Bullish Burlington Still Vows ‘Aggressive’ Store Expansion

Burlington Still Vows ‘Aggressive’ Store Expansion

New Jersey-Based Off-Price Retailer Sees Opportunities Created by Pandemic

Contrary to many other retailers, off-price chain Burlington Stores, citing opportunities created by the coronavirus pandemic, still plans to “aggressively expand” its brick-and-mortar fleet.

The Burlington, New Jersey-based company Thursday said it now expects to open 62 new stores, while relocating or closing 26 stores, for a total of 36 net new stores in fiscal 2020. The company opened three new stores in the second quarter alone, bringing its total up to 739.

But that’s just the start of growth plans for Burlington, company officials said during a second-quarter earnings call, during which they were undaunted by the impact of COVID-19 on sales. Like many retailers, Burlington’s revenue took a hit from pandemic-related store closures and problems refreshing its inventory. Total sales decreased 39% to $1 billion in the three months ending Aug. 1 compared with the year-ago period.

“We do expect that post-pandemic, sales are going to normalize,” Burlington Chief Financial Officer John Crimmins said. “And we expect we’ll have a terrific opportunity to add to our market share driving comp sales, and we’re going to continue to aggressively expand our fleet of stores.”

CEO Michael O’Sullivan also saw a silver lining in the outbreak.

“We believe that the COVID-19 pandemic is likely to create an even stronger consumer need and desire for value,” O’Sullivan told Wall Street analysts. “And it’s also likely to increase the number and the pace of competitors’ store closures. So if both of those things turn out to happen, then the pandemic could actually increase the longer-term market share opportunity for off-price.”

A key part of the “Burlington 2.0” strategy during the next couple of years is store expansion aimed at driving store productivity and economics, according to O’Sullivan.

“Over the last few months we’ve been doing a lot of work, our real estate team has done some terrific work, sort of planning out the next few years from a real estate point of view. … I feel like given what’s happening in broader retail, we are likely to see significant additional real estate opportunities open up, which we will be able to take advantage of maybe as soon as late 2021, but certainly we would hope in 2022 and 2023,” he said.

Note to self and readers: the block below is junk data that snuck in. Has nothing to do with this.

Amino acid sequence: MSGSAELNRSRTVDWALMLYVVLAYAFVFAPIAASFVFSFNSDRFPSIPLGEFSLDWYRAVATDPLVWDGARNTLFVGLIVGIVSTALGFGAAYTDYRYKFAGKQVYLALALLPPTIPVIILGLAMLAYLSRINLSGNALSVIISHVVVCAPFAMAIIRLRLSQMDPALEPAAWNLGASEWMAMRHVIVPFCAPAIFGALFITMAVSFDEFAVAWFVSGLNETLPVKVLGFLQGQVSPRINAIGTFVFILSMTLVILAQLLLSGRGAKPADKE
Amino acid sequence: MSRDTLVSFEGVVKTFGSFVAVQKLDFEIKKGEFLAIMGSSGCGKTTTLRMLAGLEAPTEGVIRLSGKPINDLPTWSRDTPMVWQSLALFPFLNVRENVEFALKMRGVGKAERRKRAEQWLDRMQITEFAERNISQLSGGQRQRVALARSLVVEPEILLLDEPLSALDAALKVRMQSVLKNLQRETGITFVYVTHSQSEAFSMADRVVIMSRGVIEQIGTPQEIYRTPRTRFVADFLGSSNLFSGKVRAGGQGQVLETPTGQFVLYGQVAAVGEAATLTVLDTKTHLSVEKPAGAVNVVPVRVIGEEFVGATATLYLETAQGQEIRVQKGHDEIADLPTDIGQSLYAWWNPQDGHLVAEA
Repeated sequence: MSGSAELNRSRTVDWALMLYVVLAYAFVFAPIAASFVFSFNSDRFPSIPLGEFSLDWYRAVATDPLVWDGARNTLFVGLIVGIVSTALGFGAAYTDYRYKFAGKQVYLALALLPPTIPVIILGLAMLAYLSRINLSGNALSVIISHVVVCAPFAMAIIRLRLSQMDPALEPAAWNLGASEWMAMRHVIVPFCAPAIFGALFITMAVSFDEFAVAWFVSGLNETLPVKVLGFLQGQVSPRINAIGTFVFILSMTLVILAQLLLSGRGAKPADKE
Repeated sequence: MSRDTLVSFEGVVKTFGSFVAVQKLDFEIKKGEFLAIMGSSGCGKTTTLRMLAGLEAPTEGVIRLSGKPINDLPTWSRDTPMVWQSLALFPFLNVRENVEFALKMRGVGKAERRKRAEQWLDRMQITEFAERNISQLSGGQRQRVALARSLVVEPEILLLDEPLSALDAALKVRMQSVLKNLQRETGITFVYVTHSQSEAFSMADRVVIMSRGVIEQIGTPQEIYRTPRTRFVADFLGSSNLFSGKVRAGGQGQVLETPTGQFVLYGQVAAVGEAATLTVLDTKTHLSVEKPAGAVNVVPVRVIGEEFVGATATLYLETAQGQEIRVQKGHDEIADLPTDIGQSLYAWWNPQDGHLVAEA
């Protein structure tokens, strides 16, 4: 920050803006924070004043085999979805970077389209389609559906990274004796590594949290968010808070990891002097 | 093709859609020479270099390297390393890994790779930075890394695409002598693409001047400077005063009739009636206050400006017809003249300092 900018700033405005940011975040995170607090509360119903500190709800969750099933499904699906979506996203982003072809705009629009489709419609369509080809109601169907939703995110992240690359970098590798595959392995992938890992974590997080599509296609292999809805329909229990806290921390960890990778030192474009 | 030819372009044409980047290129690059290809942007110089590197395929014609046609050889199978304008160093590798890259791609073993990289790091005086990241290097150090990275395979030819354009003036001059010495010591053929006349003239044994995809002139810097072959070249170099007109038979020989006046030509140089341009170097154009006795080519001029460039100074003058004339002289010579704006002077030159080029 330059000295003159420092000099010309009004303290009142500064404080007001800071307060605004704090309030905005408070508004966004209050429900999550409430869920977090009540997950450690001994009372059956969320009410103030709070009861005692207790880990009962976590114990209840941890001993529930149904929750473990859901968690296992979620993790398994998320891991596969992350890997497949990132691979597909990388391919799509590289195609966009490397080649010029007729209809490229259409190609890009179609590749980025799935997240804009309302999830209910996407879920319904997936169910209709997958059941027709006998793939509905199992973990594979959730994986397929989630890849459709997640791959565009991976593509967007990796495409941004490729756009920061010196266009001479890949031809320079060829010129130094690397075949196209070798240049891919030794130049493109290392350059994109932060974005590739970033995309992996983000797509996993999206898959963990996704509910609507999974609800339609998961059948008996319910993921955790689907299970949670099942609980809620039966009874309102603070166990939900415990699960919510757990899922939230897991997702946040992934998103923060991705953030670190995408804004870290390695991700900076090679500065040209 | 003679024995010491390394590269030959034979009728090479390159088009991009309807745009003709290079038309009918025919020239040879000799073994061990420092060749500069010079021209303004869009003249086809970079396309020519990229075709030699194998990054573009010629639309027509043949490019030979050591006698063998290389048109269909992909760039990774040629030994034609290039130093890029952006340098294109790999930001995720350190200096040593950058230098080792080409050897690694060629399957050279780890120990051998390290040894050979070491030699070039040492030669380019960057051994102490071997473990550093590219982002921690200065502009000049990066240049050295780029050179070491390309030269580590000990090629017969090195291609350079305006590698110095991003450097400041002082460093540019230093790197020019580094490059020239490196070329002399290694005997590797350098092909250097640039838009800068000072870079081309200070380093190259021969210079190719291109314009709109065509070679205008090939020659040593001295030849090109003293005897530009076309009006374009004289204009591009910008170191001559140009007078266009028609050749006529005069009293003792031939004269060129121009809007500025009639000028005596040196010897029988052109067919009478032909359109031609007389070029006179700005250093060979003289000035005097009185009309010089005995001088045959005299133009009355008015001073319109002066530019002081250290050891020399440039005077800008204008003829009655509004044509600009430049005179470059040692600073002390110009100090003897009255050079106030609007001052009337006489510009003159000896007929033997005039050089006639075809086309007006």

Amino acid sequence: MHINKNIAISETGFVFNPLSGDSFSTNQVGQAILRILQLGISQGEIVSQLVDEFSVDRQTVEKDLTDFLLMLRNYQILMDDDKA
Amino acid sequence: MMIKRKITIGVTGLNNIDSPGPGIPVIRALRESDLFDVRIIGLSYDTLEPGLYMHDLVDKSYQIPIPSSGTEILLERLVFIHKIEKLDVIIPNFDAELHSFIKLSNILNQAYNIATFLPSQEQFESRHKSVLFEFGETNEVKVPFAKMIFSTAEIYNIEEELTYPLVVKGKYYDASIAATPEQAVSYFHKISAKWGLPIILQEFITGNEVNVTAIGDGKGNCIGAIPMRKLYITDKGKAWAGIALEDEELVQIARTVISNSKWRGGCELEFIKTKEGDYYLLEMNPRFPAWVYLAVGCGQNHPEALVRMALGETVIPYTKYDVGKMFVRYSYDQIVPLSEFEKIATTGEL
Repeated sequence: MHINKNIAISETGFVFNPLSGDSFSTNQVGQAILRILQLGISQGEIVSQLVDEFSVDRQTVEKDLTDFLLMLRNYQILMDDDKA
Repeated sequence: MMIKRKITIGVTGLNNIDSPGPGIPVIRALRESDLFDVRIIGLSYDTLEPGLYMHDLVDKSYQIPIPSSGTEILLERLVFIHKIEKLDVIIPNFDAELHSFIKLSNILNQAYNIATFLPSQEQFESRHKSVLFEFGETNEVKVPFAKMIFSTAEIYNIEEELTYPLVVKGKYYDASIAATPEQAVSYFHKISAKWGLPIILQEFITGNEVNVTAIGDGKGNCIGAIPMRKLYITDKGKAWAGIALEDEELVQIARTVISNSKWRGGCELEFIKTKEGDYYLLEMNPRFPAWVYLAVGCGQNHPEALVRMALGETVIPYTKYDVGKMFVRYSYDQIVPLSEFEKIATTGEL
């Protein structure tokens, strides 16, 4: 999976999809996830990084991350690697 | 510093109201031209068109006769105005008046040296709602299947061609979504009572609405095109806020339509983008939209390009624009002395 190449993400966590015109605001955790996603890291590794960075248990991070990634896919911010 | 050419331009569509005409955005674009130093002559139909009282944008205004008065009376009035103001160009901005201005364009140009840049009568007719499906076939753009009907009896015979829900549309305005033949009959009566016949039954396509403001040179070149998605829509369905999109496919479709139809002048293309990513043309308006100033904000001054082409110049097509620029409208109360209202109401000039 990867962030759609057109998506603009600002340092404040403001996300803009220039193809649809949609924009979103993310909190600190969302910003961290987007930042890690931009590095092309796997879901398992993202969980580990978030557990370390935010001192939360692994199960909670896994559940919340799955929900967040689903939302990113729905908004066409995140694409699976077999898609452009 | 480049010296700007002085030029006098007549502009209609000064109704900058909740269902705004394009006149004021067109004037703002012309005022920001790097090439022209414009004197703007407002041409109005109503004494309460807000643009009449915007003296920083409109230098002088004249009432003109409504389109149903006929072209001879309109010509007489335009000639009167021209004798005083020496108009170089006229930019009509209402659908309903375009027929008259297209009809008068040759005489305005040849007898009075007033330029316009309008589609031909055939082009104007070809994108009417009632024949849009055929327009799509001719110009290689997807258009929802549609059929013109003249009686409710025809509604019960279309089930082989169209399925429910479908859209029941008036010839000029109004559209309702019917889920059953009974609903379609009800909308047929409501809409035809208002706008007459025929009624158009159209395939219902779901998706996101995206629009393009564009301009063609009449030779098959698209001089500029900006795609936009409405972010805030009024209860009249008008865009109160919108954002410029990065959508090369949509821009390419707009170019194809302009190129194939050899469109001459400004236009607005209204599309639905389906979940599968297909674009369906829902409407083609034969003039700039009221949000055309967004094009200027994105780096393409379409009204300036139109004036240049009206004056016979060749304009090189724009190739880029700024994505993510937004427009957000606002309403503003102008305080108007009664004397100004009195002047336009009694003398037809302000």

The CEO, the former president of off-price giant Ross Stores, also maintained that Burlington has an edge in the off-price sector.

“As we’ve discussed on previous calls, we’re the smallest and least profitable of the major off-price retailers,” O’Sullivan said. “And because of this, we believe that by executing the model more effectively, we can drive significant growth in sales and profitability over the next several years. In other words, we believe we have significant upside potential.”

In March, Burlington surprised some in the retail industry when it said it was pulling the plug on its e-commerce operation to concentrate on its brick-and-mortar locations, expanding its physical footprint. That’s still the plan.

Burlington has postponed some store openings. Two additional stores that were originally planned to open this year were shifted out to fiscal 2021, “due to site availabilities outside of our control,” bringing the total number of stores delayed to next spring to 18, Crimmins said. In May, Burlington first said it was delaying some new store openings.

In the third quarter, Burlington plans to open 37 new stores, with seven expected closings or relocations, according to Crimmins.

At the end of the second quarter, 11 stores “were temporarily closed due to a variety of factors, including five stores that sustained damages that will reopen over the next several months, three temporary COVID-related closings and three stores closed that are associated with our store-relocation strategy that are reopening later in the fall,” Crimmins said.

*Article courtesy of CoStar

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